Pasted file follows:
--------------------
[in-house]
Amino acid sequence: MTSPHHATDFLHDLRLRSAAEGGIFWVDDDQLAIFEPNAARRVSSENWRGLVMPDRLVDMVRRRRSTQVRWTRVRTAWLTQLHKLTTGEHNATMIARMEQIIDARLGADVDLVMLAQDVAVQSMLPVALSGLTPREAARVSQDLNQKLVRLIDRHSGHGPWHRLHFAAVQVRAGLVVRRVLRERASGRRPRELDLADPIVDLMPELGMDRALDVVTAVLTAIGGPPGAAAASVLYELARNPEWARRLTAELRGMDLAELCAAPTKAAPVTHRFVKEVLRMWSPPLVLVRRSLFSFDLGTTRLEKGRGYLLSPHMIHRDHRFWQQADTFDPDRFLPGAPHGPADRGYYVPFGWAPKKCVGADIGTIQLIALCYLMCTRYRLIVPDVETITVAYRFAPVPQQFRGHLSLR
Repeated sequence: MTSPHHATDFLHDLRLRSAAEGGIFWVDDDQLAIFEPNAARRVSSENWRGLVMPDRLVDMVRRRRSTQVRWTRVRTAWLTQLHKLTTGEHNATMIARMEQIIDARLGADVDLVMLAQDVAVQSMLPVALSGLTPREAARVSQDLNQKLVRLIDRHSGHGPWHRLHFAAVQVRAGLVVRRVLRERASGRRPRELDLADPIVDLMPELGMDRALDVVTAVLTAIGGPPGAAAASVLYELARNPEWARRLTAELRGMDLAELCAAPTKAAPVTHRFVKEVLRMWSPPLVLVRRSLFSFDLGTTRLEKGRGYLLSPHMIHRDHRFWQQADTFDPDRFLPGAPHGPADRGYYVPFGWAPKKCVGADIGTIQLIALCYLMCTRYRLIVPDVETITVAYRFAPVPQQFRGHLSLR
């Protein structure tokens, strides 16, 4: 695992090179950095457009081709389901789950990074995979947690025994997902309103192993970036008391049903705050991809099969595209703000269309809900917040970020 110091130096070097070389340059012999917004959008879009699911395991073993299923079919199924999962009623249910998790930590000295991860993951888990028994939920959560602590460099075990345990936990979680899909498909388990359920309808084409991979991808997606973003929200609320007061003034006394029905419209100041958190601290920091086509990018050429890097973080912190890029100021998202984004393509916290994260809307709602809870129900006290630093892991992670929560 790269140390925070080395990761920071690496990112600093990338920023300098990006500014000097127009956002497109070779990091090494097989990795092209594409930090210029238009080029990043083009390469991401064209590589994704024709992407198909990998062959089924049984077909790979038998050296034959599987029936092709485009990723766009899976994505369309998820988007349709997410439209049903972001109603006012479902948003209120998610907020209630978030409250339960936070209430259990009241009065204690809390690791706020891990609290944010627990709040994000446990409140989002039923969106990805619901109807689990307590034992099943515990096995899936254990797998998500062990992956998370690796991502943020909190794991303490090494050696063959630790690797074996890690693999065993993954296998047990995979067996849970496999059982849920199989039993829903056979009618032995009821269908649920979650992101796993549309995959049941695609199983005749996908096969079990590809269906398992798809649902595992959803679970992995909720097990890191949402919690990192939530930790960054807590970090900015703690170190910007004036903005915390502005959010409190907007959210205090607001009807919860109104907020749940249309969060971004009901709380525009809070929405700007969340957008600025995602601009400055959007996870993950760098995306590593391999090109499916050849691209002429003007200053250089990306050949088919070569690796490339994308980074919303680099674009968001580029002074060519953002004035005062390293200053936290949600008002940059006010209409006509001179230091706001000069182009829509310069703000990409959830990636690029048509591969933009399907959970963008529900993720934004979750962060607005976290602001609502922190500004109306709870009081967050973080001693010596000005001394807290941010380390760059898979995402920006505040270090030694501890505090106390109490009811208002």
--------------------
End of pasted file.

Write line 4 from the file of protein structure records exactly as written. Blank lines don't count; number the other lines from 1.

């Protein structure tokens, strides 16, 4: 695992090179950095457009081709389901789950990074995979947690025994997902309103192993970036008391049903705050991809099969595209703000269309809900917040970020 110091130096070097070389340059012999917004959008879009699911395991073993299923079919199924999962009623249910998790930590000295991860993951888990028994939920959560602590460099075990345990936990979680899909498909388990359920309808084409991979991808997606973003929200609320007061003034006394029905419209100041958190601290920091086509990018050429890097973080912190890029100021998202984004393509916290994260809307709602809870129900006290630093892991992670929560 790269140390925070080395990761920071690496990112600093990338920023300098990006500014000097127009956002497109070779990091090494097989990795092209594409930090210029238009080029990043083009390469991401064209590589994704024709992407198909990998062959089924049984077909790979038998050296034959599987029936092709485009990723766009899976994505369309998820988007349709997410439209049903972001109603006012479902948003209120998610907020209630978030409250339960936070209430259990009241009065204690809390690791706020891990609290944010627990709040994000446990409140989002039923969106990805619901109807689990307590034992099943515990096995899936254990797998998500062990992956998370690796991502943020909190794991303490090494050696063959630790690797074996890690693999065993993954296998047990995979067996849970496999059982849920199989039993829903056979009618032995009821269908649920979650992101796993549309995959049941695609199983005749996908096969079990590809269906398992798809649902595992959803679970992995909720097990890191949402919690990192939530930790960054807590970090900015703690170190910007004036903005915390502005959010409190907007959210205090607001009807919860109104907020749940249309969060971004009901709380525009809070929405700007969340957008600025995602601009400055959007996870993950760098995306590593391999090109499916050849691209002429003007200053250089990306050949088919070569690796490339994308980074919303680099674009968001580029002074060519953002004035005062390293200053936290949600008002940059006010209409006509001179230091706001000069182009829509310069703000990409959830990636690029048509591969933009399907959970963008529900993720934004979750962060607005976290602001609502922190500004109306709870009081967050973080001693010596000005001394807290941010380390760059898979995402920006505040270090030694501890505090106390109490009811208002």